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Keywords:

  • aerobic granular sludge;
  • biofilm;
  • cation exchange resin;
  • extracellular polymeric substances extraction;
  • extracellular DNA

Abstract

  1. Top of page
  2. Abstract
  3. Introduction
  4. Materials and methods
  5. Results
  6. Discussion
  7. Acknowledgements
  8. References

Aims:  Extracellular polymeric substances (EPS) are an important component of microbial biofilms, and it is becoming increasingly apparent that extracellular DNA (eDNA) has a functional role in EPS. This study characterizes the eDNA extracted from the novel activated sludge biofilm process of aerobic granules.

Methods and Results:  Exposing the sludge to cation exchange resin (CER) was used for the extraction of eDNA and intracellular DNA (iDNA) from aerobic granules. This was optimized for eDNA yield while causing minimal cell lysis. We then compared the DNA composition of these extractions using randomly amplified polymorphic DNA (RAPD) fingerprinting and PCR-based denaturing gradient-gel electrophoresis (DGGE). Upon the analysis of the genomic DNA and the 16S rRNA genes, differences were detected between the sludge biofilm eDNA and iDNA.

Conclusions:  Different bacteria within the biofilm disproportionally release DNA into the EPS matrix of the biofilm.

Significance and Impact of the Study:  The findings further the idea that eDNA has a functional role in the biofilm state, which is an important conceptual information for industrial application of biofilms.


Introduction

  1. Top of page
  2. Abstract
  3. Introduction
  4. Materials and methods
  5. Results
  6. Discussion
  7. Acknowledgements
  8. References

Aerobic granular sludge represents an innovative alternative to the conventional floccular activated sludge, which is commonly used in wastewater treatment (Liu and Tay 2004). This novel treatment process relies on the formation of the sludge into biofilms of large granules, typically 1–5 mm in diameter, and these are retained at biomass concentrations 10 times that of floccular systems (Liu and Tay 2004; McSwain et al. 2005). Beneficial properties of aerobic granules include improved sludge settling, higher loading capacity and reduced sludge handling. However, the technology is yet to be implemented on a full-scale basis, and there is continuing interest to improve the understanding of the formation and structure of aerobic granules (Liu and Tay 2004; Zheng et al. 2006).

Extracellular polymeric substances (EPS) play a crucial role in biofilm formation, including flocculation and granulation (Liu and Fang 2002; McSwain et al. 2005). EPS, products of active bacterial excretion, cell lysis and extraneous organic matter (Comte et al. 2006; Tian et al. 2006), are composed of polysaccharides, proteins, nucleic acids and lipids, and form a three-dimensional, gel-like matrix layer (Chen et al. 2007; Flemming et al. 2007). EPS may serve to hold cells together in spatial arrangement, protect cells from harsh environmental conditions and contribute as carbon and energy reserves (Liu and Fang 2002; Flemming et al. 2007).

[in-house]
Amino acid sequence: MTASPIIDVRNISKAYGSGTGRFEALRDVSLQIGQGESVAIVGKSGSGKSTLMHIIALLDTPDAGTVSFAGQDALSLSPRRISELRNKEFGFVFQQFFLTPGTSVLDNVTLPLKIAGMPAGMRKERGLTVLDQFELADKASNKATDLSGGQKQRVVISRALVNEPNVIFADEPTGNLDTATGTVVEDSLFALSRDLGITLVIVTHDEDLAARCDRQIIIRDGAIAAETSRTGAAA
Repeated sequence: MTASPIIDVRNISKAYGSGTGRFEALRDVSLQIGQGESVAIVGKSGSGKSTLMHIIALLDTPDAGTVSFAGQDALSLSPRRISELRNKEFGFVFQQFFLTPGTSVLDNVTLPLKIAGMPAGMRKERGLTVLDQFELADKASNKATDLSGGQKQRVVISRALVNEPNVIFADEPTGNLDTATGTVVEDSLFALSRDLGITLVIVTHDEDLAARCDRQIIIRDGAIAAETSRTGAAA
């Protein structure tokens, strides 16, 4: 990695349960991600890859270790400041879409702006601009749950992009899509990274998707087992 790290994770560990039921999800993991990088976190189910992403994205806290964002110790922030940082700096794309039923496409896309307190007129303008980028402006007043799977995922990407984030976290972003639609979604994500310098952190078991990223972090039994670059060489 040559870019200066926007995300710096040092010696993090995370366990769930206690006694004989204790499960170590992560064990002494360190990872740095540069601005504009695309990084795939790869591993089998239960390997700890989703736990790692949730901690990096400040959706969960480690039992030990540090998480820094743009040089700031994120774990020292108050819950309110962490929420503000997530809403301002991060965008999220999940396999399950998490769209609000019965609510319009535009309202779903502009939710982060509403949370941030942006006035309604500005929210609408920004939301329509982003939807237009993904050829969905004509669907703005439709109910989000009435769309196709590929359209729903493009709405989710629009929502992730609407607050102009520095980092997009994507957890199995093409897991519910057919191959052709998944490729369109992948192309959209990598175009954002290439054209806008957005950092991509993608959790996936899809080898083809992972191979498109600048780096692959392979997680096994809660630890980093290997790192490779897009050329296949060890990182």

Extracellular DNA (eDNA) is detected in EPS and is typically considered a remnant of cell lysis, with suggested functions of enhancing gene transfer, a source of nutrients, and a source of nucleotides for DNA synthesis (Finkel and Kolter 2001; Molin and Tolker-Nielsen 2003). However, recently eDNA is hypothesized to be important for biofilm structure (Whitchurch et al. 2002; Böckelmann et al. 2006; Yang et al. 2007) and biofilm development (Steinberger and Holden 2005; Allesen-Holm et al. 2006).

Presently, most studies of eDNA are performed using pure culture biofilms and little is known about the composition and persistence of eDNA in natural and multispecies environments, such as in activated sludge. Palmgren and Nielsen (1996) reported the accumulation of eDNA in EPS of floccular activated sludge. However, to our knowledge, no work has been conducted to examine the composition and potential roles of eDNA in the formation of aerobic granules. The aim of this work was to extract and compare the composition of eDNA and intracellular DNA (iDNA) from aerobic granular sludge.

Materials and methods

  1. Top of page
  2. Abstract
  3. Introduction
  4. Materials and methods
  5. Results
  6. Discussion
  7. Acknowledgements
  8. References

Acquirement of aerobic granular sludge

The aerobic granular sludges were sampled from a laboratory-scale reactor treating abattoir wastewater, which performed biological nitrogen and phosphorus removal. Details of the reactor operation can be found in Yilmaz et al. (2008). Granular sludge samples (50 ml) with cell dry weight of between 14 and 18 g l−1 [measured as (volatile suspended solids) VSS] were collected from the reactor. After sludge settling at 4°C, the supernatant was discarded, and the sludge was resuspended in 50 ml extraction buffer [2 mmol l−1 Na3PO4, 4 mmol l−1 NaH2PO4, 9 mmol l−1 NaCl and 1 mmol l−1 KCl at pH 7·0 (Frølund et al. 1996)] and homogenized by hand on ice for 30 s with a Potter-Elvehjem polytetrafluoroethylene pestle and glass tube (Lomb Scientific, Taren Point, Australia), after which granules were no longer visible. The resulting slurry was diluted with extraction buffer to 1·5 times the original volume.

EPS extractions

EPS was extracted by either cation exchange resin (CER) or by formaldehyde/NaOH extraction, based on methods previously described (Frølund et al. 1996; Liu and Fang 2002). For CER extraction, the resin (DOWEX 50 × 8, 20–50 mesh in the sodium form; Sigma-Aldrich, Castle Hill, Australia) was added to homogenized sludge at 70 g g−1 VSS in the absence or presence of 0·1% TritonX-100. The extraction was performed in a shear cell of standard configuration (Holland and Chapman 1966) with an inside diameter of 50 mm and stirred using a rushton impeller (18 mm diameter) at 700 rev min−1 (4°C) for 7 h. The CER/sludge samples were centrifuged (4°C) for 15 min at 15 000 g, and the supernatant and pellet were separately stored at −20°C for subsequent eDNA and iDNA extractions.